Being at Dodson’s for the weekend confirmed for us that we will simply need to spend every possible weekend anchored out somewhere.  After some serious chillaxing we pulled out the grill (another thing we can’t do at the slip) and cooked up some D&D sausage and Bomster scallops for dinner.  It was heavenly.

Dinner!  Note to self: bring more red wine next weekend.
A lovely sunset.

Sunday came too soon, and after walking to Stonington Seafood Harvesters to pick up my office mates’ orders for scallops it was time to start heading back.  Again, the forecast called for 10-15 knots of wind but this time we could feel a breeze in the mooring field so we were hoping they would be right this time.  We raised the main at the mooring and headed out.

After passing the break wall we turned off the motor.  And sat there.  And sat there.  Ack!  What the hell???!!!  After throwing a minor temper tantrum I agreed to turn on the engine and we started motoring back.  As we passed Latimer Light we definitely could feel a breeze, so we shut Thumper off and ghosted most of the way back to Shenny.  Our wind indicator has stopped working so our best guess is that we had 5-7 knots (with another 15 minutes of zero knots causing us to drift and spin aimlessly with the current), but at least we were actually able to sail this time.  I can’t wait until we’re down in the Caribbean where there’s a steady wind!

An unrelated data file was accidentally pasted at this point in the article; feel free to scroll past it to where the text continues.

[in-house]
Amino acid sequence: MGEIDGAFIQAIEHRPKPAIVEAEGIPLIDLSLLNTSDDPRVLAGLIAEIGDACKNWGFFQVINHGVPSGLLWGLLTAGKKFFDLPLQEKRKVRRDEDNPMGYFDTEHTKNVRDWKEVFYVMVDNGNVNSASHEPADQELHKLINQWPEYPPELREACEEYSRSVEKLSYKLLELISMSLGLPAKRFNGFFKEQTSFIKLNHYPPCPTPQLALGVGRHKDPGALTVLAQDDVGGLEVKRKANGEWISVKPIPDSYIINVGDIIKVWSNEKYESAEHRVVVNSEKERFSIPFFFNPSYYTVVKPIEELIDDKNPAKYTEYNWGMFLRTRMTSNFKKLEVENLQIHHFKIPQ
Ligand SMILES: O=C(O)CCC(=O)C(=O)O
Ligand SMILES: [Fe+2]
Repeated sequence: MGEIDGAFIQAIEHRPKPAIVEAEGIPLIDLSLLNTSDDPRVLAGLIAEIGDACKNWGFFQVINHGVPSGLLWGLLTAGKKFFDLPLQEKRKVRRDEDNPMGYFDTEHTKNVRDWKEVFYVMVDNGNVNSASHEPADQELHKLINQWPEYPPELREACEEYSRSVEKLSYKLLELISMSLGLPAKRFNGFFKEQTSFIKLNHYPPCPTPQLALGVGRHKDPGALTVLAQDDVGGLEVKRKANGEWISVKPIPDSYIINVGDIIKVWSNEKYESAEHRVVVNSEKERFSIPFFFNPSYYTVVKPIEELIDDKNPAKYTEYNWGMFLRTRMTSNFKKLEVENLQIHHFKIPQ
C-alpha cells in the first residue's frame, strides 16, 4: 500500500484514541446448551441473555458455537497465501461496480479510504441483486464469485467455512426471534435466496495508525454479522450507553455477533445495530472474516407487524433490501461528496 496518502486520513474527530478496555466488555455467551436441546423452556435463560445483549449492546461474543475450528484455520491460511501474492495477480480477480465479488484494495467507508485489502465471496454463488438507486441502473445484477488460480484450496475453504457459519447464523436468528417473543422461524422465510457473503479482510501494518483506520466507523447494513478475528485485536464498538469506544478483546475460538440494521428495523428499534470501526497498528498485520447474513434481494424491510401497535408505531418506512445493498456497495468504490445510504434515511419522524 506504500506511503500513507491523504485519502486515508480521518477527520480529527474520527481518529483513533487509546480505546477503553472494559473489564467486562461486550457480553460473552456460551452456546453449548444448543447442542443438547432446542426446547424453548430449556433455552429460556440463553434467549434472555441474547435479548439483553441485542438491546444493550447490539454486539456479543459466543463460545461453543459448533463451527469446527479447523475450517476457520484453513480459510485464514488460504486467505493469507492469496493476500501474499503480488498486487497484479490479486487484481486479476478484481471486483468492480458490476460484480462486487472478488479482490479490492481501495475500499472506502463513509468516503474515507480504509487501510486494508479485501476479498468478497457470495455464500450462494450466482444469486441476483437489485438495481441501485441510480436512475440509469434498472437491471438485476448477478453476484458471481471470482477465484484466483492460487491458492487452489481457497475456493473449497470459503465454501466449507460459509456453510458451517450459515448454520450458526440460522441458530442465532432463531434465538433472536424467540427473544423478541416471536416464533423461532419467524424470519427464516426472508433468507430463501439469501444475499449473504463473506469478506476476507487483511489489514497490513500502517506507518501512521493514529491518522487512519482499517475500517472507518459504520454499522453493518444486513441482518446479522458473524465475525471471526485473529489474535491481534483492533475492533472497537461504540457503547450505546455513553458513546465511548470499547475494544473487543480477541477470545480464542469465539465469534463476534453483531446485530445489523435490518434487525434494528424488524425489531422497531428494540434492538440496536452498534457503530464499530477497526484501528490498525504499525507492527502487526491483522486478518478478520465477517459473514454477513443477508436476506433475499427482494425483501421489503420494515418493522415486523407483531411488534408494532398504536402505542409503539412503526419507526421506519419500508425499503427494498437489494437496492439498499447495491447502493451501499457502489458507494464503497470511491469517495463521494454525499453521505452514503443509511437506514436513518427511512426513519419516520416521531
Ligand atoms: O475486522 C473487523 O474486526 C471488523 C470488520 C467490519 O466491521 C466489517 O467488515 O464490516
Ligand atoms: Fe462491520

I did appreciate the lack of wind as we approached the dock, however.  It took us three tries, but eventually we backed in and I think now we’ve finally figured out how far we need to pull past the slip in order to get the angle right for backing in.  Or, as a Shenny friend pointed out, at least we’ve figured it out for when the wind is coming from the west and the tide is coming in.  Sigh.  I have definitely gotten over my fear of hitting a piling, however.  This time when we hit it my immediate thought was “Yay!  Now we can pull her into the slip!”.  Yes, progress is definitely being made!

4 thoughts on “Settling in for the season.

  1. I know exactly what you mean about feeling rusty…I always go for the wrong line when Jay calls for me to haul a line. Takes awhile for me to remember all the things to pull and the order to do them in.

    So, we are in Long Island Sound! We would love to meet up with you. We are in Port Washington until Friday and then we will sail toward Northport for dinner plans on Sunday. After that it is just making our way toward RI (need to do some work on the boat in Barrington). What are your plans?

    Liked by 1 person

    1. It’s nice to know we’re not the only ones!

      How wonderful to hear that you two are in the area this summer! We’re going to be on vacation the week of the 26th and were thinking about heading to Narragansett on the boat. I’ll send you an e-mail!